It's ten minutes to four o'clock, I had better find my classroom. The room is small, but adequate. It has a magnetized white board, CD player, markers, and a doll house set of desks and chairs. Looking at the size of the desks I start to wonder just how small these kids are. I hear some noise in the hallway and realize that it is now two minutes to four. Several kids enter the classroom carrying backpacks that are both larger and judging from the strain on their little faces, heavier than themselves. I smile and say "hello". In between gasping breaths for air, they smile and return my greeting with a "hi". Out of necessity, they quickly find a desk to plop their belongings on. Once this is done they begin to giggle hysterically between glances at me and each other. The silly face monster face I make at them doesn't help the situation, but it does put us all at ease. Over the next several minutes, this interaction repeats itself a few times until I have nine kids whom I guess are between 5 and 8 years old. I think to myself, this isn't going to be too bad.
The kids are friendly, smiling, and some have even started to speak English to me. Over and over again I hear "teacher, teacher," followed by a string of words in their native tongue. I guess that they are asking me about myself, probably my name and where I'm from. I grab a marker to write my name and draw a quick world map on the white board. No ink. I grab another marker, again no ink. I here the giggles start behind me and increase in volume with each dried up marker I grab. Having no markers left to check, I turn around and shrug. One of the older students stands up and indicates he will go downstairs. I nod and say thanks. "What a great group of kids," I say to myself. Then the late arrivals show up!
The first kid is a bit older than the rest of the students, perhaps 10 years old. He just stares at me when he enters. He is speaking rather loudly in his native language to all in the class. Some of the students start to laugh while others stare at their desks in discomfort. With cocky assurance he asks me my name, where I'm from, and how old I am, all with decent English pronunciation. He translates my answers into the students native language, which prompts a flurry of discussion between him and the other students. I've lost control.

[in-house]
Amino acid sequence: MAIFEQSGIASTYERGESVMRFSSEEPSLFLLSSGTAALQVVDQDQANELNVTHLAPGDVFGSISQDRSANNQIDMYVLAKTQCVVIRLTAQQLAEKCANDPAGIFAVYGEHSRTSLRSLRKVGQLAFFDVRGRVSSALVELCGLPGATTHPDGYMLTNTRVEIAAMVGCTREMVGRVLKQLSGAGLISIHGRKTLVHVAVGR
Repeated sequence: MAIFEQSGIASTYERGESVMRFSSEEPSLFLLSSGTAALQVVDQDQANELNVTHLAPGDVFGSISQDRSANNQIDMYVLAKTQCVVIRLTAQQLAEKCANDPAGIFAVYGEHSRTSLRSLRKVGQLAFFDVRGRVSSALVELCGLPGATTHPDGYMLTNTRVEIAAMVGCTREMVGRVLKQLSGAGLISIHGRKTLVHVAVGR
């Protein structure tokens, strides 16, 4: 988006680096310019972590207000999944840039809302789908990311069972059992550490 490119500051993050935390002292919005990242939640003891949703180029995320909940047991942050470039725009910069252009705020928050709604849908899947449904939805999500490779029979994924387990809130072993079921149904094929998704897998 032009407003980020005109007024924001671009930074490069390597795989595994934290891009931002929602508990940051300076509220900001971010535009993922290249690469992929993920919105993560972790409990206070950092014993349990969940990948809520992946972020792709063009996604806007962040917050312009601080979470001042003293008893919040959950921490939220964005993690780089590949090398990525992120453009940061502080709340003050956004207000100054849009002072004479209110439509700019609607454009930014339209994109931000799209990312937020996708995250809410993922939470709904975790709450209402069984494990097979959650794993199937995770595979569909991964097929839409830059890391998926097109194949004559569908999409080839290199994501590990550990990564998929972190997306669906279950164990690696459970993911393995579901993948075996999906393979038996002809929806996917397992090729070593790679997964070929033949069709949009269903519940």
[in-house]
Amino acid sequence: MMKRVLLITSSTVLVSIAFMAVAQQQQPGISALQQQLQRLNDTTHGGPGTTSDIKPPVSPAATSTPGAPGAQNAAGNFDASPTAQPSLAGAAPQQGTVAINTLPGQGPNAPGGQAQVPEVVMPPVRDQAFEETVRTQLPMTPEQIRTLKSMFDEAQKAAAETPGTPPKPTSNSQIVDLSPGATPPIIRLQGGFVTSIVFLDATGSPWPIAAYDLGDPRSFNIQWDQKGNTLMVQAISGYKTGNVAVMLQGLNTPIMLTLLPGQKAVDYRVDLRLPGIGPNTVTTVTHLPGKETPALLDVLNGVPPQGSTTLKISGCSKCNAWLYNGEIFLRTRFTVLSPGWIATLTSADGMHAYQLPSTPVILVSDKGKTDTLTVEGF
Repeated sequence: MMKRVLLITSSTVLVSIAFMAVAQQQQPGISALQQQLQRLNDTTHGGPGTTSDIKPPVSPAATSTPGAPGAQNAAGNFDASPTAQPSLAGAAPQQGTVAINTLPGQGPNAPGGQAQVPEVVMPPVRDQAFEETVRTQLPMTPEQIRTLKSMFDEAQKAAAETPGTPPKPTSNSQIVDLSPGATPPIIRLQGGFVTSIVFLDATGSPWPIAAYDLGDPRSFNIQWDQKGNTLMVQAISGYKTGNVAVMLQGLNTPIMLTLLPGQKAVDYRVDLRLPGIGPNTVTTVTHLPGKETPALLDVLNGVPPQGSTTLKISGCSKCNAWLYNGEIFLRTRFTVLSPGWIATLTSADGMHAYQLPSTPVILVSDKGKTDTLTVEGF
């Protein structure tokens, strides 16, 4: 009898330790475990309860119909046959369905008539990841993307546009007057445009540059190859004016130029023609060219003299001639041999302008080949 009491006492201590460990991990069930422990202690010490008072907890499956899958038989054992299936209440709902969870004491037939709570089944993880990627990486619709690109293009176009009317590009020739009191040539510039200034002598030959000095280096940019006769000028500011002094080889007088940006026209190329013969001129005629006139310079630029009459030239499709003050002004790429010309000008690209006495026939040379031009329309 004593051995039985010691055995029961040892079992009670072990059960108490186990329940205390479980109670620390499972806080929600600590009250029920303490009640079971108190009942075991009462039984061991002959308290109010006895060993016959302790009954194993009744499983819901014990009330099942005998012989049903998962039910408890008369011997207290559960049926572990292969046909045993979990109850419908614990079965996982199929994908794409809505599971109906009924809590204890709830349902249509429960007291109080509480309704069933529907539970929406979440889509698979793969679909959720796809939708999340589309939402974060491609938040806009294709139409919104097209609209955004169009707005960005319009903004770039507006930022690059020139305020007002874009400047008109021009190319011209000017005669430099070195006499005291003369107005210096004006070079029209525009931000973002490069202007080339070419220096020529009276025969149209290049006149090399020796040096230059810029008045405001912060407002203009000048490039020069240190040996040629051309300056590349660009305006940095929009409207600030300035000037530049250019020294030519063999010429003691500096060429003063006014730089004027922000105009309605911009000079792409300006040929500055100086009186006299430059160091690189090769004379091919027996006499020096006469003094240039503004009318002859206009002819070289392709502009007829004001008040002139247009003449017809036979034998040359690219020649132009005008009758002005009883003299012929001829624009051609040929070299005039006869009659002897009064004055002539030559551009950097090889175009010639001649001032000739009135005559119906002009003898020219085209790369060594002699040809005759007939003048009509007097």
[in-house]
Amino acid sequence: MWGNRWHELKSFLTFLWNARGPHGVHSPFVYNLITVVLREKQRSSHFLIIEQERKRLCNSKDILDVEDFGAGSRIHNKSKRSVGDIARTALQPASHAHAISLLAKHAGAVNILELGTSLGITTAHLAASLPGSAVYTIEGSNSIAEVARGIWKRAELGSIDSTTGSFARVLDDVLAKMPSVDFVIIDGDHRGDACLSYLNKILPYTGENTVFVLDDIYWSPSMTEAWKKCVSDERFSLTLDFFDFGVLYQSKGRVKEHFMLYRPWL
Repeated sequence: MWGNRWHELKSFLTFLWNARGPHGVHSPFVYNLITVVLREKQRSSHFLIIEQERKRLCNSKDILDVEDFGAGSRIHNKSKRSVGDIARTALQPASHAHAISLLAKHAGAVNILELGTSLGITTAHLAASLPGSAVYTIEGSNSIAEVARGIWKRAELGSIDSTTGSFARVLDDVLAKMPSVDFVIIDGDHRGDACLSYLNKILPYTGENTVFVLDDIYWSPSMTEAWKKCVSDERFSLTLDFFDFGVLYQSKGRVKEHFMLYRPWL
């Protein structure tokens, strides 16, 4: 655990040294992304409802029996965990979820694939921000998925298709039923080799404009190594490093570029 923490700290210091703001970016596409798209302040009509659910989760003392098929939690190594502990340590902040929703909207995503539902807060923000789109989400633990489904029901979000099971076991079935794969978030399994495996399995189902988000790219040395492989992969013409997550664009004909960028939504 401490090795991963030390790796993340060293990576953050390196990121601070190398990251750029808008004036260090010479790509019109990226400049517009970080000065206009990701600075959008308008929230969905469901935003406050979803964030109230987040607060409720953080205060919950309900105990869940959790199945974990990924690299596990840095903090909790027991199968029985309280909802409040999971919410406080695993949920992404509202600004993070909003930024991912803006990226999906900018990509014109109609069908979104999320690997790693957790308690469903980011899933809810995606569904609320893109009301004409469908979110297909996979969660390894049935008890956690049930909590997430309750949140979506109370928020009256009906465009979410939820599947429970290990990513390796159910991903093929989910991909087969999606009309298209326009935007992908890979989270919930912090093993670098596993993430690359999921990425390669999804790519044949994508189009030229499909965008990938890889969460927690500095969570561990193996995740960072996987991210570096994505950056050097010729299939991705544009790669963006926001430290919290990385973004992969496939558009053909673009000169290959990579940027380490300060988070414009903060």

The second and third kids enter, or should I say are dragged in by their parents. They are two girls, probably the youngest in the class. It is obvious that the two of them had been crying. The parents seem somewhat embarrassed, but they do get their children seated. As the parents exit, they cross paths with the boy returning with the new markers. OK, now I can begin teaching. I go to the white board to finish my original plan, to write my name and draw a map. I turn around and say "Hello, my name is A." Some students respond by saying "hello A." Next, I say "What is your name?" All but three of the students sit silently, while the other three answer the question in varying forms - "April", "My name is Jimmy" and "I am Betty." Using exaggerated hand gestures, I repeat ""Hello, my name is A. What is your name?" This time I'm greeted with a cacophony of random syllables. Smiling, I start individually asking each student what their name is. With some help, the students begin to answer the question. "Hello, my name is Sandy. Hello, my name is Gus, etc. All is going well until I get to the last two kids who came late. Before I get a chance to even ask their names, they both start vibrating, then shaking, then go into full fits of crying and tears. Oh no! What do I do now? I back away from them and avoid looking at them. I learned that when I once encountered wild monkeys in a jungle. DON"T look them in the eyes. I next look to the other students for help, some of them are kind enough to try to calm the two girls down. By ignoring the sobbing students and with the aide of the other students, they gradually stop sobbing, yet I can see the well of emotion lingering behind their puffy eyes. I decide to take an early break. I need to get their books anyway.
(to be cont...)